Posts Tagged ‘K. C. Bateman’

K C Bateman Interview - author photo

I’m delighted to welcome Award-Winning Historical Romance Author KATE BATEMAN (writing as K. C. BATEMAN) to Rakes and Rascals today for an exclusive interview.

Hello, and thank you for having me!



Could you tell us where you were born and what it was like growing up there?

I was born in Cambridgeshire, England, but my parents also had a house on the coast of Southern Spain, so my childhood was split between school in England and idyllic summers on the Costa Blanca. I love the deeply-rooted history of the UK – my old school was founded in 1556 and I can honestly say that if you want to imagine what it was like, just think of Hogwarts, but without the loch! We had pillared stone cloisters, a great hall, and a lovely chapel. In contrast, my summers were spent driving haphazardly through Europe on our way to or from Spain, with my adventure-loving parents often saying, ‘let’s just keep going until we reach Switzerland, shall we?’ or ‘who wants to stop at that chateau and have some lunch?’ Since both my parents were artists, and later had an antique shop, we were always rummaging around flea markets, antique shops, or attending auctions. I remember once we were staying somewhere in southern France and my father (who speaks very bad French) was sent out for milk. He returned, many hours later, with a light-up globe and an accordion! Mum wasn’t even surprised; that was completely typical for my family. We’ve had some wonderful adventures.
K C Bateman Interview - with melon age 5
Me tucking into a melon in Spain

K C Bateman Interview - as a kid with sister 5-6
With my little sister on a donkey in Spain
(I’m at the front)


How would you describe yourself – temperamental or easy-going?

I think I’m pretty easy going. I tend to get along with almost everyone and I definitely dislike arguments and drama – unless it’s written on the page in one of my books! Then, love to write snarky, argumentative heroes and heroines. The only person I’m tough on is myself, since I tend to set myself high standards –  although my three children / monsters might disagree with me there, especially when I insist they do their homework!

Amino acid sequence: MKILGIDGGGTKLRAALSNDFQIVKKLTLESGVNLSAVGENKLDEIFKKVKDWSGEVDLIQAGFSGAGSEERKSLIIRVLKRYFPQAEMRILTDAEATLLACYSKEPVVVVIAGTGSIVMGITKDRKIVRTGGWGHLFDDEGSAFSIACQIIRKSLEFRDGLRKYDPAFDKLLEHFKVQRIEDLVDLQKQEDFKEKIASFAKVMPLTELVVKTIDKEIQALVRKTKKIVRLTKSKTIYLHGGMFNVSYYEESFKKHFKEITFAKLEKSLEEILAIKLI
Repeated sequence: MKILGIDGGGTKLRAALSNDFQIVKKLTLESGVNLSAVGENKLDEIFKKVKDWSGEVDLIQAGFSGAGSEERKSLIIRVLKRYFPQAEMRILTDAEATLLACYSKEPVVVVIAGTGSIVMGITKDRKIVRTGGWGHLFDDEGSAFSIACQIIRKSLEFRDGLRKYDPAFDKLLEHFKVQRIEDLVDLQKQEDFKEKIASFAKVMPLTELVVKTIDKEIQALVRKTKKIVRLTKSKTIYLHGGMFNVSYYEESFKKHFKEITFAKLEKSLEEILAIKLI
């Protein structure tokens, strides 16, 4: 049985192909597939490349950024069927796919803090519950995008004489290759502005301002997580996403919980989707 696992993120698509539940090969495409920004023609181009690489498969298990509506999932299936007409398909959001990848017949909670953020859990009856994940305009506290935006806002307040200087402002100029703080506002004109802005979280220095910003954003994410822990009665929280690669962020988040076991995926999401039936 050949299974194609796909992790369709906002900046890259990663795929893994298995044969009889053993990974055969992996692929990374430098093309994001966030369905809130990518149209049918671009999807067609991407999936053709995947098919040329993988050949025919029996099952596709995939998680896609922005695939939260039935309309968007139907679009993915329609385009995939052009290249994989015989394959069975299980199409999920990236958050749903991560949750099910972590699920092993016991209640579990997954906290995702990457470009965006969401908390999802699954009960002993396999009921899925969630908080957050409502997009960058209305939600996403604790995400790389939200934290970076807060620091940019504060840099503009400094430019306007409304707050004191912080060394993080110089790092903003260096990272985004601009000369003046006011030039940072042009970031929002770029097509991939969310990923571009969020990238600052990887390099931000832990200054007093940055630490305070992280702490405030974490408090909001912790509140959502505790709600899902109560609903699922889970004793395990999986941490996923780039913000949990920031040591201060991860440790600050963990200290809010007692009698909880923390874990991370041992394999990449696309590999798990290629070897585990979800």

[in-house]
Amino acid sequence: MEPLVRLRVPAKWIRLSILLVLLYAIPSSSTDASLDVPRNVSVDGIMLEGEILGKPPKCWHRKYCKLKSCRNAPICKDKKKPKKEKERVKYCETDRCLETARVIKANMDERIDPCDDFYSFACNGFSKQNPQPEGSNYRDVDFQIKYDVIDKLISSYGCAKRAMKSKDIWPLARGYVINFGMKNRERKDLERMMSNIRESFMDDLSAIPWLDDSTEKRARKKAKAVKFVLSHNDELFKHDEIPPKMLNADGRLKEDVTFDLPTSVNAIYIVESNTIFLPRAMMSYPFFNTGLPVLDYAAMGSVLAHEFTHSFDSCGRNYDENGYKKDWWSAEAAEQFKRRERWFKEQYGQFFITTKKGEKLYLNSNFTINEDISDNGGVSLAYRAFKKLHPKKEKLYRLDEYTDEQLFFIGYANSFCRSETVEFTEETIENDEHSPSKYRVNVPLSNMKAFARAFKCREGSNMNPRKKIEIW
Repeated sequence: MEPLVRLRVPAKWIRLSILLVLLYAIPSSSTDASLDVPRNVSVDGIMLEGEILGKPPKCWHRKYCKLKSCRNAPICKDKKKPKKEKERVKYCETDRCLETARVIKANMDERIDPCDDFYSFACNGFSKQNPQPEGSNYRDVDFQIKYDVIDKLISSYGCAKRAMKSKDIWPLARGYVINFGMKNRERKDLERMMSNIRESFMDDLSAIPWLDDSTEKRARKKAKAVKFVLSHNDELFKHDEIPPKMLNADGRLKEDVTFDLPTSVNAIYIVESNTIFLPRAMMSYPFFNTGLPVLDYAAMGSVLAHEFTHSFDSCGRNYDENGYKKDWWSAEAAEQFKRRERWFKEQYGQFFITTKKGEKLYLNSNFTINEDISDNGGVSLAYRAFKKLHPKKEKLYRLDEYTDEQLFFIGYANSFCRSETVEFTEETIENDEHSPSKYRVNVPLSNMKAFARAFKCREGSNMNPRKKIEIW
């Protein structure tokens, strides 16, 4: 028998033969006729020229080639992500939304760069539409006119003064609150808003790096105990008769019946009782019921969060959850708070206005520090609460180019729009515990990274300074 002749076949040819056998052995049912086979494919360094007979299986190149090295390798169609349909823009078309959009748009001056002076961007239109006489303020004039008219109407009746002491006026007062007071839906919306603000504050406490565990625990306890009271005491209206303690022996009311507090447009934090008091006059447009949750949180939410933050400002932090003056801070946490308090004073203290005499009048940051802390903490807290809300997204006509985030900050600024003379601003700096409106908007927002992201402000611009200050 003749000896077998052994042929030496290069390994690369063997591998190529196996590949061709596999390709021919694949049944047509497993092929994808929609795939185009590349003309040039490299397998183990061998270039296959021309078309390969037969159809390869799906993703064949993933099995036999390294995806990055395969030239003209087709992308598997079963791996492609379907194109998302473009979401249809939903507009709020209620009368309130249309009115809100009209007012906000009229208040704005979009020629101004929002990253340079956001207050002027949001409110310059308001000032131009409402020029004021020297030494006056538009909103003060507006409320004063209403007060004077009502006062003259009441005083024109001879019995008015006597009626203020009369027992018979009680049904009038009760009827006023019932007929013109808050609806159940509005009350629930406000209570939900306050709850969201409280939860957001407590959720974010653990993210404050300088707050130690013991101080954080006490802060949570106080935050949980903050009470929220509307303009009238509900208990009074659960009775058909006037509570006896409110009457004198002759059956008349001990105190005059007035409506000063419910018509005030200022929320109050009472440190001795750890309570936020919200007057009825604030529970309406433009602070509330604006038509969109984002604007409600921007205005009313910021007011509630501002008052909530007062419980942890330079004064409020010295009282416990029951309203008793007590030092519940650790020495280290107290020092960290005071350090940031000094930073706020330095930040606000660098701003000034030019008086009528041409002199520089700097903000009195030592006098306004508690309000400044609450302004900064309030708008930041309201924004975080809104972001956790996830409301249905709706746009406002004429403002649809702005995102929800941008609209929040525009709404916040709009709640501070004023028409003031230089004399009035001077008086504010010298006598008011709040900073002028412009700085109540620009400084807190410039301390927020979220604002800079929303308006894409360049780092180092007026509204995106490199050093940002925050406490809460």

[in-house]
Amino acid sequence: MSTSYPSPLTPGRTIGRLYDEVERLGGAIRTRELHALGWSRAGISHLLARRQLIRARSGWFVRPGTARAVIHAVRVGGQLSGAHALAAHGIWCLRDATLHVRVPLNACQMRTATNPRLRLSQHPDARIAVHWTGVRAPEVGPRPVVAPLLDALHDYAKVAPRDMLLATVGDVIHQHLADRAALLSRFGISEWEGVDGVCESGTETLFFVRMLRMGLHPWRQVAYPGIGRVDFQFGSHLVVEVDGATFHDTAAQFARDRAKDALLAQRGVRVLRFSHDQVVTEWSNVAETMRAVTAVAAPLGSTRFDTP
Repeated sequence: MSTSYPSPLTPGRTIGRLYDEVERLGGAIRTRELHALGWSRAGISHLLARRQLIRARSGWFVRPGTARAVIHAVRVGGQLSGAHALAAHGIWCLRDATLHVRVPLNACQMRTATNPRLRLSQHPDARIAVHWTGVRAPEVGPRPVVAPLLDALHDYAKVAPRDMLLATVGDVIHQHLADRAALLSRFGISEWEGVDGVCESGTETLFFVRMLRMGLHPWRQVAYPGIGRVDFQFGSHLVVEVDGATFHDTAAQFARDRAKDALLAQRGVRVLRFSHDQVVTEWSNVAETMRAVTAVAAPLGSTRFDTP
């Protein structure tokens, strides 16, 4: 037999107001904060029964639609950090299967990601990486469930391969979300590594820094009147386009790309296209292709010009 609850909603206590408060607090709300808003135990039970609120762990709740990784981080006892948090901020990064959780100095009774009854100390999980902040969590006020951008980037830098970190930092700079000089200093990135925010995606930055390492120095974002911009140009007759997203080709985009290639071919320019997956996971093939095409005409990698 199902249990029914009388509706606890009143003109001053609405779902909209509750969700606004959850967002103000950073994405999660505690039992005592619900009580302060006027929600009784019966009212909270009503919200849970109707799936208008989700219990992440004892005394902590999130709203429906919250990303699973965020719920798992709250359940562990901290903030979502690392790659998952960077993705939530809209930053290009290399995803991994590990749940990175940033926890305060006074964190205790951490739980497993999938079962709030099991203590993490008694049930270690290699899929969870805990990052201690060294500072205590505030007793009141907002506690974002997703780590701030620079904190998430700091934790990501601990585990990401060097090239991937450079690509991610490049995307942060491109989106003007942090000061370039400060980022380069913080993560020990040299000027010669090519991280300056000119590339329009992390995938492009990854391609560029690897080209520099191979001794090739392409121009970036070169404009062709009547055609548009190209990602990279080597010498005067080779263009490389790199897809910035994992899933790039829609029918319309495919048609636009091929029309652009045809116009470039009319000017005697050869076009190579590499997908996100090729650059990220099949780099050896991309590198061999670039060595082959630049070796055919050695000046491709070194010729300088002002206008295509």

When it comes to food do you like sweet or savoury or both?

Both. I love trying new foods, especially from other countries, and I really enjoy cooking and baking with my kids. My favourite meal (and one I really miss now that I live in the US) would probably be a traditional English afternoon tea, complete with lots of little sandwiches, scones with jam and cream, assorted cakes and pastries, and a nice cup of tea. Perfect!


What is your most treasured possession?

It’s an enormous painting by my father, artist Ronald Bateman, that he gave to me for my birthday one year. It’s of daffodils, (he’s Welsh, and daffs are the Welsh national flower) and it’s the one inanimate thing I’d probably run back into a burning building to save. Back in England I didn’t have a wall large enough to hang it on, but my US house has a double-height living room which is perfect. I’m lucky to have such a wonderful loving, creative, and supportive family. The painting makes me feel close to them all, despite the fact that I now live on a different continent for most of the year.